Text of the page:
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became the third successful American helicopter when it flew untethered on June 26, 1943 (Spenser, 1998). The third Model 30 prototype combined the best fea- tures of its two predecessors. It so impressed Larry Bell that he gave the go ahead to proceed with a pro- duction prototype, which would become the Bell Model 47. With the war manufacturing of fixed wing aircraft declining and the team from Gardenville outgrowing the old car dealership, Arthur Young and his team moved to the main Bell Plant at the Niagara Falls Airport in the summer of 1945. The first Bell Model 47 was completed on December 8, 1945. It had an open frame tail boom and bub- ble canopy, both of which were

design features

incorporated by Arthur Young to save weight and provide some relief from the elements for the pilot. The Model 47 was intend- ed to be a commercial hel-

icopter and as such Larry Bell was anxious to get it cer- tified for production. The Civil Aeronautics Authority had never certified a helicopter before, so in order to do this they had to create a new certification process. On March 8, 1946 the Bell Model 47 received the first commercial license ever awarded to a helicopter. This was followed by receiving Approved

Type Certificate (Helicopter) Number One on May 8, 1946 (Spenser, 1998).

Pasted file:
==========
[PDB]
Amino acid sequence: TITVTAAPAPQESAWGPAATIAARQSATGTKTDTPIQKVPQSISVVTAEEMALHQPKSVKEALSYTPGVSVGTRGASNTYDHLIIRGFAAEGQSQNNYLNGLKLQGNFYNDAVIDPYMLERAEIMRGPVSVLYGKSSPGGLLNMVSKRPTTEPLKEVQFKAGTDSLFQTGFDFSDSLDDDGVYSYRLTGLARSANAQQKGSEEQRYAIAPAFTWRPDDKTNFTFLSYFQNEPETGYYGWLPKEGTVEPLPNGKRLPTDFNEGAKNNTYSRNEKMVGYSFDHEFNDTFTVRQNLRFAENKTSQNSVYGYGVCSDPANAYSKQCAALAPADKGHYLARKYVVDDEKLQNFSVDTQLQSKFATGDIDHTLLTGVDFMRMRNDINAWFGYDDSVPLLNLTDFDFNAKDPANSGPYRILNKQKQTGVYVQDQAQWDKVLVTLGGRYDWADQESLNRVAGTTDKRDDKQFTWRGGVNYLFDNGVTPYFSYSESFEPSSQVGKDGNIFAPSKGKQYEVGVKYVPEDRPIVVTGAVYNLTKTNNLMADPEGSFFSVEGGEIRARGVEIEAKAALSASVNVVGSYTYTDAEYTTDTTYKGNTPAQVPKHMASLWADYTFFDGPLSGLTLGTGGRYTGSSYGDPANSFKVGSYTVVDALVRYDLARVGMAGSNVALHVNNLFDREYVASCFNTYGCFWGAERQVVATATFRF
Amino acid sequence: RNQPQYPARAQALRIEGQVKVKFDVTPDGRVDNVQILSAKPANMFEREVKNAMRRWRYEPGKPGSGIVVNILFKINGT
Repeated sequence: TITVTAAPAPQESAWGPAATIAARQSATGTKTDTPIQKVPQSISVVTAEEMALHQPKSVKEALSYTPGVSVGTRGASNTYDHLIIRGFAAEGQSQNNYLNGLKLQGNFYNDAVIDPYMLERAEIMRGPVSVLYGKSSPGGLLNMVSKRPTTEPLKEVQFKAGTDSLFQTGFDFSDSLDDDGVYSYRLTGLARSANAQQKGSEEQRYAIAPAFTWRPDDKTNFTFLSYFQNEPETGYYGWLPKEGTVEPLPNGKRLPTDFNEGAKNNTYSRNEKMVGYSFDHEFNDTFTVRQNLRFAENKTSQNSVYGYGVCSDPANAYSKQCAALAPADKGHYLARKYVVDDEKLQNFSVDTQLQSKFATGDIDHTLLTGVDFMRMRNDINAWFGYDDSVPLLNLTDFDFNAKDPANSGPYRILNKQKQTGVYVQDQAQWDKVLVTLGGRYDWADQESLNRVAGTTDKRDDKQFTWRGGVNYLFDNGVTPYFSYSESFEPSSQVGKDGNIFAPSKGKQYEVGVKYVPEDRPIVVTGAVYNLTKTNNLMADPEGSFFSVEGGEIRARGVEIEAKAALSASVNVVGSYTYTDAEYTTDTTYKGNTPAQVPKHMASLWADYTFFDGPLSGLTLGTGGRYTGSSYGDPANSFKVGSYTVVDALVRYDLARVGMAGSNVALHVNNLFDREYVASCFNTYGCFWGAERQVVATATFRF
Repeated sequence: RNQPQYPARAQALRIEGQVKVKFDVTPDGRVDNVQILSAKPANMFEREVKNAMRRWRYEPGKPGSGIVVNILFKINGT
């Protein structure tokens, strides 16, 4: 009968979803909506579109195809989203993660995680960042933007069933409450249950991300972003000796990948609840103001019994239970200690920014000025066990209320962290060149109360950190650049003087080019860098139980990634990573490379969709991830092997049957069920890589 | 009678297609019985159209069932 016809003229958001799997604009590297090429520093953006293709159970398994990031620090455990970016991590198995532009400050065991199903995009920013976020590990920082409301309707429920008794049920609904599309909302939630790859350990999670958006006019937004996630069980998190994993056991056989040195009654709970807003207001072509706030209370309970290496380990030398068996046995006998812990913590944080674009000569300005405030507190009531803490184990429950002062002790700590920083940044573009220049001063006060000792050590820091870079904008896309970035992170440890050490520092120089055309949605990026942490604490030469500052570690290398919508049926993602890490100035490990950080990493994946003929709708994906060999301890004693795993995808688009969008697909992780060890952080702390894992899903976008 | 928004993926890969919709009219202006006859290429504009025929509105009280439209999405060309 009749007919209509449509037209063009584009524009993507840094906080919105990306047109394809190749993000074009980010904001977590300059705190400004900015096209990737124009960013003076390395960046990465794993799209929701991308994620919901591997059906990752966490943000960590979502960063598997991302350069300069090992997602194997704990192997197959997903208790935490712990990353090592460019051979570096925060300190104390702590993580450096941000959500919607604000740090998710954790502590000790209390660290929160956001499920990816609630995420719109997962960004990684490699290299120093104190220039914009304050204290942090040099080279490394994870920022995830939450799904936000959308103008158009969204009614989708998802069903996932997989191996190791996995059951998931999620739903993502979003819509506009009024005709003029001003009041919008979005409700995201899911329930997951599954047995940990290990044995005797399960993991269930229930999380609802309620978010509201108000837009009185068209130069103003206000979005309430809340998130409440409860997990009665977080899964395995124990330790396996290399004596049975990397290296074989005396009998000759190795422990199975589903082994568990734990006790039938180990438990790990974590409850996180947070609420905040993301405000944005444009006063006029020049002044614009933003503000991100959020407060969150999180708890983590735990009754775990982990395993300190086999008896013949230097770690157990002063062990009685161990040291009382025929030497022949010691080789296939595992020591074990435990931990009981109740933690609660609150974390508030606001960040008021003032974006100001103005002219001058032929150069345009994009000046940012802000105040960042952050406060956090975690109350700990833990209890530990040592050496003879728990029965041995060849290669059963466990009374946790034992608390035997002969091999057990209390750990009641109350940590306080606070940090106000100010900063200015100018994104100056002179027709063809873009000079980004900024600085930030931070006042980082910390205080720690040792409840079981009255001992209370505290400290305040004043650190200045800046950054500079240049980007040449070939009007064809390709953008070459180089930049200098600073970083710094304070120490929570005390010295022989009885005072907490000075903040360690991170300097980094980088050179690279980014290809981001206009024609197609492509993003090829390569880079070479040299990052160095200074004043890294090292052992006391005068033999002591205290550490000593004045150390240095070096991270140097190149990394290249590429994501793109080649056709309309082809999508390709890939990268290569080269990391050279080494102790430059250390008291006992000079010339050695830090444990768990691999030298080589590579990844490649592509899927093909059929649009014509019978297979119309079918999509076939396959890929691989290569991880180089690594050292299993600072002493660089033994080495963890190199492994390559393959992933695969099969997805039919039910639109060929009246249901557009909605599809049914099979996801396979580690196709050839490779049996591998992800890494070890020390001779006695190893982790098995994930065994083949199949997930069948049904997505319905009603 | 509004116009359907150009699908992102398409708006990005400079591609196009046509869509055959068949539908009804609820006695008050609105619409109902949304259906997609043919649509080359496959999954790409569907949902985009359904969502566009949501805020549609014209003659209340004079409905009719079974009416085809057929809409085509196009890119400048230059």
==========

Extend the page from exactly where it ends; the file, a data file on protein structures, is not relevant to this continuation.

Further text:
Despite the fact that the success of the Model 47 was just beginning, Arthur Young left the Bell Aircraft Corporation in October of 1947. He had accom- plished what he had set out to do and that was to use the problem of developing a working helicopter as an opportunity to examine how science and engineer- ing could be combined with the human thought process to conquer com- plex problems once thought unsolvable. Arthur Young depart- ed Bell on good terms and continued on in a small role as an occasional advi- sor to the company, from time to time getting involved in solving prob- lems associated with heli- copter flight. He returned to Pennsylvania and vigor- ously pursued astrology, cosmology and philosophy and expanded his under-

standing of both the real and surreal world. Through these pursuits he eventually developed his Theory of Process, which incorporated widely accepted facts of physical science with psychology, spirituality and con- sciousness. In 1951 Arthur Young and his second wife Ruth established the Foundation for the Study of Consciousness. The goal of the foundation was to Page 1  |  Page 2  |  Page 3  |  Page 4  |  Page 5  |  Page 6  |  Page 7  |  Page 8  |  Page 9  |  Page 10  |  Page 11  |  Page 12  |  Page 13  |  Page 14  |  Page 15  |  Page 16  |  Page 17  |  Page 18  |  Page 19  |  Page 20  |  Page 21  |  Page 22  |  Page 23  |  Page 24  |  Page 25  |  Page 26  |  Page 27  |  Page 28  |  Page 29  |  Page 30  |  Page 31  |  Page 32  |  Page 33  |  Page 34  |  Page 35  |  Page 36  |  Page 37  |  Page 38  |  Page 39  |  Page 40  |  Page 41  |  Page 42  |  Page 43  |  Page 44  |  Page 45  |  Page 46  |  Page 47  |  Page 48  |  Page 49  |  Page 50  |  Page 51  |  Page 52